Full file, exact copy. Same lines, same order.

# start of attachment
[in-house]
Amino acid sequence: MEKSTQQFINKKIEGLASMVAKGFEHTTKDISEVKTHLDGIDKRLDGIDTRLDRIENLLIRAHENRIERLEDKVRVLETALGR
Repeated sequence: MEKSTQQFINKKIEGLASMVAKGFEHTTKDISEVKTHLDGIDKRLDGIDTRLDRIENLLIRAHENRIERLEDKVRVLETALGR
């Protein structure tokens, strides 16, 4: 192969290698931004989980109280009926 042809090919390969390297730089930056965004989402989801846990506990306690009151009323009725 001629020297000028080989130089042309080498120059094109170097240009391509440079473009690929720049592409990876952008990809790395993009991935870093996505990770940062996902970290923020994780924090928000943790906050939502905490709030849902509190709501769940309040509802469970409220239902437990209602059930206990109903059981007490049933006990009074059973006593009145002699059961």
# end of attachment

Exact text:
[in-house]
Amino acid sequence: MEKSTQQFINKKIEGLASMVAKGFEHTTKDISEVKTHLDGIDKRLDGIDTRLDRIENLLIRAHENRIERLEDKVRVLETALGR
Repeated sequence: MEKSTQQFINKKIEGLASMVAKGFEHTTKDISEVKTHLDGIDKRLDGIDTRLDRIENLLIRAHENRIERLEDKVRVLETALGR
């Protein structure tokens, strides 16, 4: 192969290698931004989980109280009926 042809090919390969390297730089930056965004989402989801846990506990306690009151009323009725 001629020297000028080989130089042309080498120059094109170097240009391509440079473009690929720049592409990876952008990809790395993009991935870093996505990770940062996902970290923020994780924090928000943790906050939502905490709030849902509190709501769940309040509802469970409220239902437990209602059930206990109903059981007490049933006990009074059973006593009145002699059961």